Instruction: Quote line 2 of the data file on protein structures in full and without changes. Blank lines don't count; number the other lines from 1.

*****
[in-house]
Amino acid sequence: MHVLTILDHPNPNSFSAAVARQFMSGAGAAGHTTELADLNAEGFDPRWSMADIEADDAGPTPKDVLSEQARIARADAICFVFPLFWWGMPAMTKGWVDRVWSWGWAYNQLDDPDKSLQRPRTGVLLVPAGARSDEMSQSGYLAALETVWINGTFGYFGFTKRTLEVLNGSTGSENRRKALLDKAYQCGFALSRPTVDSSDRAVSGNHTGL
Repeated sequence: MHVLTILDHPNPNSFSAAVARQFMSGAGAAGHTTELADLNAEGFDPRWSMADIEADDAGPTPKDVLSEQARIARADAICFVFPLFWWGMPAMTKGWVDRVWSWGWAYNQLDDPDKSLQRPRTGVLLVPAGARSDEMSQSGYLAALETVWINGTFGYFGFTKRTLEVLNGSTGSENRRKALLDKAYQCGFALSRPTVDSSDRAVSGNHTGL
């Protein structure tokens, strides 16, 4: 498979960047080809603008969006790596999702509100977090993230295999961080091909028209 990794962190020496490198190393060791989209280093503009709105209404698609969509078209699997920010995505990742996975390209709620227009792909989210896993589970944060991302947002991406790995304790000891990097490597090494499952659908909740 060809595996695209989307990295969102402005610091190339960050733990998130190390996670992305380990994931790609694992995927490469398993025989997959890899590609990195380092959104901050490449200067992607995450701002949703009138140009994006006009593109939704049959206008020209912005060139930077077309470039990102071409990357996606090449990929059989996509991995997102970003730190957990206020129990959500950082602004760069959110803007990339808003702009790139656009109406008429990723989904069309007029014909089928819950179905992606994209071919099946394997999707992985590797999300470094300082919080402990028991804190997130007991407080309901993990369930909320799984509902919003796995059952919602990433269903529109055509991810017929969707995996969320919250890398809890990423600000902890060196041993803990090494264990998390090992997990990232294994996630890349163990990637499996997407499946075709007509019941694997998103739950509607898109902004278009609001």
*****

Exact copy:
Amino acid sequence: MHVLTILDHPNPNSFSAAVARQFMSGAGAAGHTTELADLNAEGFDPRWSMADIEADDAGPTPKDVLSEQARIARADAICFVFPLFWWGMPAMTKGWVDRVWSWGWAYNQLDDPDKSLQRPRTGVLLVPAGARSDEMSQSGYLAALETVWINGTFGYFGFTKRTLEVLNGSTGSENRRKALLDKAYQCGFALSRPTVDSSDRAVSGNHTGL